Health systems and hospitals are witnessing an increase in charity care and encountering higher levels of bad debt. According to healthcare consulting firm Kaufman Hall's latest National Hospital Flash Report, these trends may be attributed to a growing number of individuals losing their Medicaid coverage.

In the midst of the COVID-19 pandemic, many states were compelled to extend uninterrupted Medicaid coverage to qualify for additional federal assistance, resulting in a significant increase in the number of recipients. However, Congress and the Biden administration have recently reached a consensus to terminate the provision for continuous coverage, prompting states to reevaluate Medicaid eligibility. As a consequence, a substantial number of individuals who were previously covered may now find themselves without insurance.

According to projections by the Kaiser Family Foundation, the exact figures remain uncertain, but somewhere between eight million to 24 million Americans are at risk of losing their Medicaid coverage. This impending change in eligibility criteria has prompted states to undertake a comprehensive reassessment of their Medicaid programs, potentially leaving millions of vulnerable individuals without the vital healthcare support they depend on.

Erik Swanson, the senior vice president of data and analytics at Kaufman Hall, has cautioned that hospitals are likely to witness an increase in the number of individuals without insurance or those postponing necessary medical care.

In a statement, Swanson highlighted the anticipated consequences of states undertaking Medicaid eligibility redetermination, estimating that hundreds of thousands of people could eventually lose their coverage. 

“The data indicate that we may already be seeing the effects of disenrollment materialize with patients less likely to seek out the care they need and a continued rise in bad debt and charity care,” says Swanson.

Despite a decline in hospital volumes during May, with reductions in inpatient and outpatient visits, the rise in charity care and debt persisted. This observation further strengthens the belief that hospitals are indeed grappling with an increasing number of patients lacking any form of insurance coverage.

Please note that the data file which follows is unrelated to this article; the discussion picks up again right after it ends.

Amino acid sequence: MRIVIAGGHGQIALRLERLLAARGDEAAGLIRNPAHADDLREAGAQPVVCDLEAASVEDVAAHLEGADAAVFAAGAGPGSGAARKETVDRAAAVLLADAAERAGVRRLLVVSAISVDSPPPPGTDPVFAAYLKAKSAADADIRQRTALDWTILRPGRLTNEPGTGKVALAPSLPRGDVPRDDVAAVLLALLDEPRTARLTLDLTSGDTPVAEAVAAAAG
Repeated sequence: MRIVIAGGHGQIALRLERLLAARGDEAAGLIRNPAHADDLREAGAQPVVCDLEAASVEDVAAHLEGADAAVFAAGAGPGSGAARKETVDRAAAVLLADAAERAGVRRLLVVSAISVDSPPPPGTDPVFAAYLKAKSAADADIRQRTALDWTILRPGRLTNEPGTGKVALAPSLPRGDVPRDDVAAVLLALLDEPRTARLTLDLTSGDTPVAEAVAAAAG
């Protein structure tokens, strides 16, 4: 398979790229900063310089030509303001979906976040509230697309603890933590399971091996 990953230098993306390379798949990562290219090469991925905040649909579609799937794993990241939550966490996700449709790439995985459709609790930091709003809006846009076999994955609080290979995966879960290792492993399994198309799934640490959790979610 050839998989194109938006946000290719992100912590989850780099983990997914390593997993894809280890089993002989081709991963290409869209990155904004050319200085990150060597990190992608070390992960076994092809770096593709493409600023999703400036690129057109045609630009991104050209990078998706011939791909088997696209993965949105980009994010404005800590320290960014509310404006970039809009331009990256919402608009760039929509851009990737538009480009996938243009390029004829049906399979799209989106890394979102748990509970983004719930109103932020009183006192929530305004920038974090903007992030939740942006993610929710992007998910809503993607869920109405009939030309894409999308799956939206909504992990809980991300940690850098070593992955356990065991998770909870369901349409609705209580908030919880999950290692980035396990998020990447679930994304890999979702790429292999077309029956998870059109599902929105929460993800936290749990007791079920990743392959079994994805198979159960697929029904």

In April, inpatient and outpatient revenues experienced a 4% drop compared to March, emphasizing the financial strain hospitals face in the wake of these circumstances.

Hospitals also struggled with their finances in April, as the median operating margin stood at 0%, a slight improvement from March's -0.3%. 

The report highlights that health systems are burdened by escalating labor expenses, with labor expense per adjusted discharge increasing by 3% in April compared to March. Additionally, hospitals observed a decline in surgical procedures, as operating room minutes dropped by 8% in April compared to the previous month. Emergency department visits also experienced a slight decrease of 1% in April, while the average length of patient stays rose by 1% during the same period.

While there was a slight reduction in the costs of supplies in April, total expenses still dipped by 1% from March to April. However, operating revenues suffered a more significant decline, falling by 5% in April compared to March.

According to the projections by Kaufman Hall, hospitals are likely to continue facing tight operating margins in the foreseeable future. As a result, hospital and health system leaders are urged to proactively address this financial reality and take necessary measures to ensure long-term sustainability.

“Hospital and health system leaders must figure out how to navigate the new financial reality and begin to take action,” Swanson said in a statement. “In the face of operating margins that may never fully recover and inflated expenses, developing and executing a strategic path forward to a future that is financially sustainable is crucial.”

The hospital report, which is released monthly, draws data from more than 900 hospitals provided by Syntellis Performance Solutions.